What It Will Be Like To Travel This Summer

What It Will Be Like To Travel This Summer

Tim Plyant doesn’t know what it will be like to travel this summer — and that’s making him nervous.

He’s trying to squeeze in a road trip between now and Labor Day, but he’s not sure where to go. His next scheduled vacation is a domestic trip to Maine this fall. It’s somewhere safe and far away from the crowds.

So much is still up in the air when it comes to summer travel. Will there be a second coronavirus wave? Will the political conventions and presidential election cause more civil unrest? And what if the economy takes a turn for the worse?

Plyant, an architect from Austin, Texas, is among millions of American travelers who are worried about, well, everything. But he’s staying flexible.

“Our summer travel plans have been in limbo for quite some time while we waited to see what was going to happen with reopenings,” he says.

Related: What It’s Like To Take A Road Trip Now

Americans are traveling this summer

More than half of consumers (53%) plan to get away on a summer vacation, according to a new survey by The Out of Home Advertising Association of America (OAAA), a trade association representing billboard advertisers. Road trips will be back in a big way this summer, with 62% of consumers planning to travel by car for summer vacation — up 72% from last summer. 

“Consumers around the country are eager to get out of their homes and travel this summer,” says OAAA president Anna Bager.

To get an idea of how drive-happy Americans are this summer, consider this number from a recent Turo survey: 46% of respondents said they would be willing to drive more than five hours instead of flying to a destination. 

Sorry, airlines. 

Yet some travelers are scared. Another survey by RetailMeNot suggests that fear and anxiety will continue to keep many Americans at home this summer. Over a quarter (26%) say they are afraid to travel for any reason in the near future, whether for work or leisure.

So what will it be like to travel this summer? 

“It is relatively difficult to predict summer travel now, particularly after the massive national protests,” says Zongqing Zhou, a professor at the College of Hospitality and Tourism Management of Niagara University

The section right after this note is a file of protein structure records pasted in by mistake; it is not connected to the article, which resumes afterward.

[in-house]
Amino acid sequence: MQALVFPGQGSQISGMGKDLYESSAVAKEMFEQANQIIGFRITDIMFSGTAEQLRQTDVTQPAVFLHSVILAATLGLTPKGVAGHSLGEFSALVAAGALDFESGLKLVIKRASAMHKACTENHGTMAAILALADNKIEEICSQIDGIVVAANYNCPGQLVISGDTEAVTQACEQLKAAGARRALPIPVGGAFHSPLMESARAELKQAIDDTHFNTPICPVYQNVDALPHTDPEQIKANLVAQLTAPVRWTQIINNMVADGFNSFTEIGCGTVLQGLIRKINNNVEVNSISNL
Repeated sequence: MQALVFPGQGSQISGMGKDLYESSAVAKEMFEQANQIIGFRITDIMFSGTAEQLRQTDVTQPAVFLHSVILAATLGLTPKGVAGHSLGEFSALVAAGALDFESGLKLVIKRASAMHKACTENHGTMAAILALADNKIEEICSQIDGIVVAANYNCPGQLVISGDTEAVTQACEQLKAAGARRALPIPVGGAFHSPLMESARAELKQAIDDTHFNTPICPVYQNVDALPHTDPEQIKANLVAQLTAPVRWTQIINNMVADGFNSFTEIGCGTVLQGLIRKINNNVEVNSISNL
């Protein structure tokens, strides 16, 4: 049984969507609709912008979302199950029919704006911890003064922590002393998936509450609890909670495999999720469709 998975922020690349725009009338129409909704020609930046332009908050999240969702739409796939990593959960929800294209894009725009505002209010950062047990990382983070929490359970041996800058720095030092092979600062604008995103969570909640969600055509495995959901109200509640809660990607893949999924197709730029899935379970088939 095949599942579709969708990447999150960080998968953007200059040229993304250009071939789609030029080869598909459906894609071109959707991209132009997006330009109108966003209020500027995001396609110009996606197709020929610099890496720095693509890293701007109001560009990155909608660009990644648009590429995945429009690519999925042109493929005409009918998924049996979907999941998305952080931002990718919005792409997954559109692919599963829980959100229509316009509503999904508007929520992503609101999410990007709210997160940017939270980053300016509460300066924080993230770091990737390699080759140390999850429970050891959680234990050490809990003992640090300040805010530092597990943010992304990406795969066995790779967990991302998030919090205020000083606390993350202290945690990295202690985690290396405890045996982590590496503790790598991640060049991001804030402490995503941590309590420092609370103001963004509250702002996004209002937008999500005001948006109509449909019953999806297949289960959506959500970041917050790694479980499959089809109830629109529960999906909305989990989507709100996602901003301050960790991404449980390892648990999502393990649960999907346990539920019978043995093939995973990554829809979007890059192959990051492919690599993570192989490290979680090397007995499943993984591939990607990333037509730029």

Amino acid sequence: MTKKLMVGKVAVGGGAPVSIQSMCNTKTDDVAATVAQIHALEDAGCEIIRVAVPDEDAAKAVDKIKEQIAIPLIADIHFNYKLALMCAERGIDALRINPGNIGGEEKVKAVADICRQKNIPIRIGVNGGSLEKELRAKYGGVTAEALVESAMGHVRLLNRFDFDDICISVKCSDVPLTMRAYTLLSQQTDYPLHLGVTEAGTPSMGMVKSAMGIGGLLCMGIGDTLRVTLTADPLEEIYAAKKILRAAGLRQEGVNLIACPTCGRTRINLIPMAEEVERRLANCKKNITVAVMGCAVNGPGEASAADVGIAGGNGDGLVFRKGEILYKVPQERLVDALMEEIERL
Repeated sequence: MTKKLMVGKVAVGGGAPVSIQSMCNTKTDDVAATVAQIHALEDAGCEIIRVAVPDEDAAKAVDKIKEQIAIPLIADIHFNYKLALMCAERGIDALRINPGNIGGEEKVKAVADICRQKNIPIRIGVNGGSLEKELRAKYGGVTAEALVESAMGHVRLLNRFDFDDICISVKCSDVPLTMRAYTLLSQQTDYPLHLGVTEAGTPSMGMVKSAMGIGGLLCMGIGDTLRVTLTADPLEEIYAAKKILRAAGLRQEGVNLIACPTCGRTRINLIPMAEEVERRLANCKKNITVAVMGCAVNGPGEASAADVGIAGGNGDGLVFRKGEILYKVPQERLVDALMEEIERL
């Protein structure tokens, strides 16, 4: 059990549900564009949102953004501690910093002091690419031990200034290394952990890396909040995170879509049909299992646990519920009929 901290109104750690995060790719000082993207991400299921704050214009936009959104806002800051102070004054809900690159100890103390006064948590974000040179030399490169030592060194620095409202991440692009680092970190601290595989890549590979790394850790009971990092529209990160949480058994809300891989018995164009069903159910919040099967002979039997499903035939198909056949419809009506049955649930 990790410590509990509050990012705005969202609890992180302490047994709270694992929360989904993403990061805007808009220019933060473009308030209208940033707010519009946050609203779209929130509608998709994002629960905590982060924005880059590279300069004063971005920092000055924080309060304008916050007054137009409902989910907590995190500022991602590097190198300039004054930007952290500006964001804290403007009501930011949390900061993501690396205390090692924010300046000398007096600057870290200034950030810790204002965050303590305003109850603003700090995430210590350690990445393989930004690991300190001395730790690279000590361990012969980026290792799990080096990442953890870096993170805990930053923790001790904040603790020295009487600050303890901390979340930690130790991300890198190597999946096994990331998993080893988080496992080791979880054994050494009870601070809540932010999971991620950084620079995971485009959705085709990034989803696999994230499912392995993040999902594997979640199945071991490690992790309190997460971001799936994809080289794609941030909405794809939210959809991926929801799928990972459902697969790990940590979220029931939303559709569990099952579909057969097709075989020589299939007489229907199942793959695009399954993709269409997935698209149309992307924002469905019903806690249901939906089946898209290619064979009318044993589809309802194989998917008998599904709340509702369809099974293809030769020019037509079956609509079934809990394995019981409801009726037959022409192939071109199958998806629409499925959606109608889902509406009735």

He says the protests have changed the dynamic of the summer travel season. They could trigger a second coronavirus wave, which may crush a fragile economic recovery. And we won’t know about the effects of the protests and the possible coronavirus resurgence until the end of June at the earliest, by which time most summer vacations will have been planned.

What are American travelers afraid of this summer?

  1. Coronavirus. Specifically, a second wave of the virus later this summer. Those fears pummeled the stock market last week, as several states showed an unexpected increase in infections.
  2. Civil unrest. While the protests have eased up and been mostly peaceful, it wouldn’t take much to ignite them again.
  3. Collapsing economies. With unemployment at 13% and the recovery in a fragile state, the future is anyone’s guess. Other countries are in worse trouble.

And yet, experts say staying at home isn’t necessarily the best option.

“Many people rely on travel and vacation to decompress and take care of their mental health,” says Lisa Lee, a public health expert specializing in infectious disease epidemiology and public health ethics at Virginia Tech. “That’s extremely important — especially now.”

Will there be a second COVID-19 wave?

Coronavirus remains front-and-center for most American travelers. People like Mary Vogel, who would ordinarily be vacationing this summer, are staying closer to home to avoid an infection. She’d like to know what it will be like to travel this summer. But for her, even a road trip is a risk. 

“We are concerned about bathroom stops, food and hotels on a long driving trip,” she says. “Sure, we can take our own cleaning products and scrub everything down and pack a big cooler for meals — but to us, that’s not a vacation.”

Instead, she’s betting COVID-19 will be gone by 2021, when she and her husband are planning a cruise.

No one knows if coronavirus will spread further this summer or fade away. But Dan Richards, CEO of Global Rescue, says you can take precautions. By avoiding what Richards calls the “three Cs” — confined spaces, crowds, and close contact. “You can dramatically reduce the likelihood of contracting the virus,” he says.

“Physical distancing while camping is still recommended, especially if you – or anyone you come in contact with – have potentially been exposed in the preceding 14 days,” adds Richards.

What should you do about civil unrest?

The recent nationwide protests have injected even more uncertainty, making it harder to predict what it will be like to travel this summer.